You don’t need to read the United Nations report saying 99.3% of Egyptian women have been sexually harassed (and worse) to know how serious of a problem the issue is in Egypt. Half of Egyptian society is under constant threat in the public space — studies, reported cases, and anecdotes all make this very clear.
Despite the regular occurrence of sexual harassment and assault, one especially horrifying incident in Tahrir Square seized the attention of the public and government officials last week.
Egyptian government body the National Council for Women (NCW) strongly condemned the incident, calling on strong enforcement of the law to take all necessary measures “to address the phenomenon of sexual harassment which is alien to Egyptian society”.
Similarly, the presidency released a statement on the issue describing sexual harassment as “an alien behaviour to Egyptian culture”.
When half of society is constantly subjected to harassment, and has been for some time now, it’s time to acknowledge that sexual harassment is not alien to Egyptian society. In describing it as some sort of phenomenon that is foreign to Egypt and something that society doesn’t struggle with on a daily basis, we both distract from our collective guilt and fundamentally change the way we deal with the problem.
Last summer, four Shi’a were lynched in a Giza village in an incident that was widely and strongly decried. At the time the Muslim Brotherhood, Mohamed Morsi’s presidency, and others also described the incident and sectarianism in general as some sort of phenomenon foreign to Egypt, the same way they did when violence in Dahshour in 2012 culminated in the expulsion of over 100 Christian families or when security forces attacked Saint Mark’s Cathedral in April 2013.
The similarities don’t stop there, though. In a highly polarised political environment, many have sought to settle political scores and scapegoat opponents for problems that go beyond politics.
In the same NCW statement the group said it intended to file a lawsuit against Al-Jazeera for the “defamation of Egyptian women” and said that investigations would “reveal the true intentions of the perpetrators” — an insinuation that the body believed that the assault had roots in political motives. Secretary-General of the Arab Women’s Union Hoda Badran blamed sexual harassment and assault in Tahrir Square on the Muslim Brotherhood.
“Such shameful and unethical behaviour cannot stem from the honourable Egyptians who revolted in January 2011 and on 30 June last year,” said the NCW in another statement, even going as far as to say: “Egypt was packed with millions [of protesters] for days without witnessing a single case of sexual harassment,” a patently untrue statement, especially when independent groups documented some of the worst sexual violence during protests from 30 June to 3 July.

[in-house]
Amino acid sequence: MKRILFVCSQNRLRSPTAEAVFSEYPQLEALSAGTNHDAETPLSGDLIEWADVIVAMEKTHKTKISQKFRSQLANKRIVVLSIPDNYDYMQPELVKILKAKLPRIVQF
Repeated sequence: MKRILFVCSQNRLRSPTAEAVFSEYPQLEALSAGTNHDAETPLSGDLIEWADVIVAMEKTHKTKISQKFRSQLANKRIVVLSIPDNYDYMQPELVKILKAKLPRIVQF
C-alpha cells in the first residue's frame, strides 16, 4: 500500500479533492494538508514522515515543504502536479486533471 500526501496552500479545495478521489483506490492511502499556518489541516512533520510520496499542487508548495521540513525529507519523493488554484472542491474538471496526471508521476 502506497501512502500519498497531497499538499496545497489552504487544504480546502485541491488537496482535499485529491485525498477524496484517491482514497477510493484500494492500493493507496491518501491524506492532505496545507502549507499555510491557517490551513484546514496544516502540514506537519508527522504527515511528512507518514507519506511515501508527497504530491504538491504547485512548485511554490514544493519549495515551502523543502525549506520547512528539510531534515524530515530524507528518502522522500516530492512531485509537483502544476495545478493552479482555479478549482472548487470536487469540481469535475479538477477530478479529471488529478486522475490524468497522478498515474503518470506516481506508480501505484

On the other hand, the Muslim Brotherhood’s Freedom and Justice Party’s news portal said the rape and assault in Tahrir Square last week “reflects the moral absence and decadence that links the leader of the coup to his supporters,” another attempt to put political spin on a problem that existed years leading up to Mohamed Morsi’s ouster.
Many have supported the notion that sectarianism is alien to Egyptian society, often blaming “foreign hands” for attempting to “ignite strife”. In 2012 when Christians were threatened in the Egyptian border town of Rafah and were forced to leave, residents of the town blamed Israeli intelligence service Mossad for playing a role in the incident.
Attempting to make claims that the root of the problem exists in politics is another way of denying that such a problem requires we take a deep look at society itself, reducing sexual harassment and assault to a political problem. Whether or not this can be proven in the context of protests and demonstrations, women’s experiences on a daily basis walking on Cairo’s streets shows that the problem goes much deeper.
First and foremost, we must observe the actions of the government when dealing with these deep societal ills, and there are some reasons to be hopeful in how the government has gone about dealing with last week’s abhorrent incident. A commission put together by the government seems to recognise that preventive measures that include education and awareness are an integral part of combatting the issue, which also requires adequate implementation of the law.
Treating each individual case in a vacuum under the “this is alien to Egyptian society” rhetoric allows authorities to treat each as a single criminal case, but overlooks the patterns, deep driving forces, and prospect of future similar cases. Forcing some of Egypt’s crises into a political context ignore the gravity, and enable people to selectively highlight occurrences. Some who have drawn attention to last week’s brutal assault may not be as ready to discuss alleged sexual abuse in police detention, while others may be willing to unfairly reduce Egypt’s sectarian issues to something that is only caused by the Muslim Brotherhood or other Islamists. Political context is helpful, but it also has been abused to push narratives seeking to defame political foes.
But when problems are so embedded in our society, it is important we all acknowledge, as tough as it might be, that they represent an ugly side of Egypt that we all live with. Only then will we be able to take serious steps to solving problems that we hope one day are truly alien to Egyptian society.